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Shadowcrunch
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PostSubject: Tabletop RPGs   Thu Sep 05, 2013 1:18 pm

An online comic has me hardcore wanting to do tabletop role-playing again. Was discussing with Vader the other day when I was looking for a "rules lite" system to slowly get back into things, and easy enough to drag in some new members. In a different thread, he asked for a link to the one I found that intrigued me. HA! In your face, SithLord!!! I forgot what it was and can't find it on my hard drive!

BUT... never fear. Check this one out! Risus It's basically the same thing, but instead of the 3 main classes being your stats, you make "cliches" to describe your character. For example, your character's starting cliches could be "Space Marine, cowboy, snake handler, chef". Each cliche gets a number of dice, and you roll that number of dice versus a something you're interacting with based on what cliche would be most suited to the happening. You COULD roll in a fight against a Tyranid using your cowboy cliche at a reduced roll (though a success would allow you to ride the Tyranid, GM willing)... you could try to cook something the Tyranid would eat besides you... at a reduced roll. OR...you could roll space marine and slay that skeevy bastard! Risus, the whole thing just sounds neat!Thumbs Up

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PostSubject: Re: Tabletop RPGs   Wed Sep 11, 2013 10:03 pm

As Vader and I continue to discuss (however briefly), I start to lean towards that other rules lite system (the one that's not Risus that I forgot the name of again, but this time we have the rules). As I states to Vader, this system being SOOOO frickin simple would be perfect to get us back into the swing of things quickly, introduce new players to the 'art', AND... EVERYBODY should have their own set of multi-sides! Risus just uses D6...sigh... how boring.

Anyway, in regards to RPGs, last post I mentioned a webcomic, and as I'm reading it this evening, I check the page notes under the page, and I am met with
Quote :
the Wandering Damage System, printed in Dragon magazine #96, an April Fool's issue.

Good god, what fun! The page is here, just scroll down under the page and start reading!Thumbs Up

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PostSubject: Re: Tabletop RPGs   Thu Sep 12, 2013 2:33 am

Was thinking further about this whole tabletop RPG resurgence thing, and a little tidbit popped in there. COST. Toss aside all other factors involving all other games we (should) play, because we already have the sets, or minis, or what-have-yous. With the current economy, and the idea of perhaps bringing in some new players, and hell... just getting back into it, you REALLY can't beat the cost of a role-playing game! Pencils, pens, paper, dice, snacks, and eemagination! Shit, $10 gets you all the "gear" you need for a whole campaign, and enough snacks/drinks for a session! Good gravy!

Also, and now it's just for the fun of it... I was looking for something to increase the speed and efficiency of mapping, especially for this idea of tossing a quick adventure together just to see how it goes. Sure, there's open source map programs with a certain CAD level difficulty... but guess what I accidentally found? Free online map making tools! That's right, online! FREE! Make the map, export to JPG or PNG or PDF, save them online (not sure how without signing up)... anyway, pretty damn simple grid based map making! Check them out!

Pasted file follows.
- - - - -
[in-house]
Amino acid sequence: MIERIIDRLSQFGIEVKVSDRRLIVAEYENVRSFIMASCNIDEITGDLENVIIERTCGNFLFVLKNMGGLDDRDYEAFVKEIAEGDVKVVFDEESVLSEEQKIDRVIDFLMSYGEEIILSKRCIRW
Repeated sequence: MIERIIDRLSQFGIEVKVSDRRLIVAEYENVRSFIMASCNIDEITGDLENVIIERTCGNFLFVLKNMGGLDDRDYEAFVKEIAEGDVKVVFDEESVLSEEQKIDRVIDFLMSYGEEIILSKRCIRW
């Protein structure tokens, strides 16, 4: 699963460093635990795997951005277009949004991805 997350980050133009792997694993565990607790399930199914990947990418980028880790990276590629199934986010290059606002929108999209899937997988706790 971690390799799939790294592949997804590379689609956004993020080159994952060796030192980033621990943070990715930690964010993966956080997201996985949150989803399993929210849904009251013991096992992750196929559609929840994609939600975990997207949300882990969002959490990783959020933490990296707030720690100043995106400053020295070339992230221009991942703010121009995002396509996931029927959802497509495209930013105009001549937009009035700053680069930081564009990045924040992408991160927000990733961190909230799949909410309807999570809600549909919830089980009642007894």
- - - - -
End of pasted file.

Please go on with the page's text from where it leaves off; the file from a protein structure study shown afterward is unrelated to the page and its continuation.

Dungeon Painter Online

StoneSword

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PostSubject: Re: Tabletop RPGs   Fri Sep 13, 2013 11:57 am

I have no idea how far along you are (with talking to Vader) regarding this system, so I'm probably going to be asking a lot of repeated questions until I'm up to speed.  I'll probably be also adding a lot of useless stuff that has already been discussed.  Before I get onto that, may I make a suggestion?  Rename this thread; it is already quickly going away from a general "tabletop rpgs" into "making our own".

Okay, suggestions.

Don't like all the dice needed in the D&D system.  Shadowrun is great in that you only need one sized dice, but you'll need a fair number of them.  In my opinion, I would stick to the use of percentage dice only, two dice total.  In reality, everything has a chance of success or failure, and I think the percentage dice would best represent this.  In gaming terms, the more negative your result (from success) would determine just how screwed you are or how badly the situation has become; on the flip side, the greater percentage of success would grant benefits.

THACO would be easy in that you roll your percentage to see how well your aim / use of weapon was.  Target would roll to see his success at dodging / deflecting / or to see if his armor would offer any protection.  Granted, there would be modifiers (your skill at that weapon, weapon type, armor rating, etc).  Let's say you are a Marksmen with pistols (90% chance of success); you are an experienced hitman (95% for stealth, percentage granted for specialty); are shooting a .45 pistol (level 3 ballistics); target is wearing dragon skin body armor (level 5); and is a combat veteran (85% towards combat scenarios).  Dragon skin rated at level 5 means it stops anything with a rating the same as or lower... in this situation, the hitman succeeds in gaining ground on the target, gets off his shot right in the back of the target, but the target lives because of the armor.  Similar situation, hitman approaches the target, draws the weapon and takes aim at the back of the target's head; veteran "senses" something, and his training kicks in (lower body profile, twists and spins around).  Hitman gets his shot, but it just grazes the target.